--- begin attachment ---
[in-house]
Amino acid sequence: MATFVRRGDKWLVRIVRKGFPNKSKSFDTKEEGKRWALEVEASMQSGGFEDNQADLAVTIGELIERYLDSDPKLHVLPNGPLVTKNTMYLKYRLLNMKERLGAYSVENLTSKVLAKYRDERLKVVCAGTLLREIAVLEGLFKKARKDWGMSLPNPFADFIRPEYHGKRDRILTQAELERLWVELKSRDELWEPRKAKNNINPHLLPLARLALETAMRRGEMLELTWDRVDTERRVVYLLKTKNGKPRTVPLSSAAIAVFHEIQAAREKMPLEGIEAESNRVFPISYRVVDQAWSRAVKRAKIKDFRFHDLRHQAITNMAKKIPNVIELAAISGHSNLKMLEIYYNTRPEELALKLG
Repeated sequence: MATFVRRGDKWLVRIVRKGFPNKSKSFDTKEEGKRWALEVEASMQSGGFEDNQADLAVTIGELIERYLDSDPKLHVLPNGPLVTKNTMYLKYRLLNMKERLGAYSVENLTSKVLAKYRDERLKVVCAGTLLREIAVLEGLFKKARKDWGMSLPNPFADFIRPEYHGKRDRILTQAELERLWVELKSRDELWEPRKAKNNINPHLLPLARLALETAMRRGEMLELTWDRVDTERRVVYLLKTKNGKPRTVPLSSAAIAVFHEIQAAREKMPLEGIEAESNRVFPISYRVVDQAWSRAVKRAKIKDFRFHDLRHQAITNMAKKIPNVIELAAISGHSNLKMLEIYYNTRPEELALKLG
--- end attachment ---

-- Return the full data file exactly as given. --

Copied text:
[in-house]
Amino acid sequence: MATFVRRGDKWLVRIVRKGFPNKSKSFDTKEEGKRWALEVEASMQSGGFEDNQADLAVTIGELIERYLDSDPKLHVLPNGPLVTKNTMYLKYRLLNMKERLGAYSVENLTSKVLAKYRDERLKVVCAGTLLREIAVLEGLFKKARKDWGMSLPNPFADFIRPEYHGKRDRILTQAELERLWVELKSRDELWEPRKAKNNINPHLLPLARLALETAMRRGEMLELTWDRVDTERRVVYLLKTKNGKPRTVPLSSAAIAVFHEIQAAREKMPLEGIEAESNRVFPISYRVVDQAWSRAVKRAKIKDFRFHDLRHQAITNMAKKIPNVIELAAISGHSNLKMLEIYYNTRPEELALKLG
Repeated sequence: MATFVRRGDKWLVRIVRKGFPNKSKSFDTKEEGKRWALEVEASMQSGGFEDNQADLAVTIGELIERYLDSDPKLHVLPNGPLVTKNTMYLKYRLLNMKERLGAYSVENLTSKVLAKYRDERLKVVCAGTLLREIAVLEGLFKKARKDWGMSLPNPFADFIRPEYHGKRDRILTQAELERLWVELKSRDELWEPRKAKNNINPHLLPLARLALETAMRRGEMLELTWDRVDTERRVVYLLKTKNGKPRTVPLSSAAIAVFHEIQAAREKMPLEGIEAESNRVFPISYRVVDQAWSRAVKRAKIKDFRFHDLRHQAITNMAKKIPNVIELAAISGHSNLKMLEIYYNTRPEELALKLG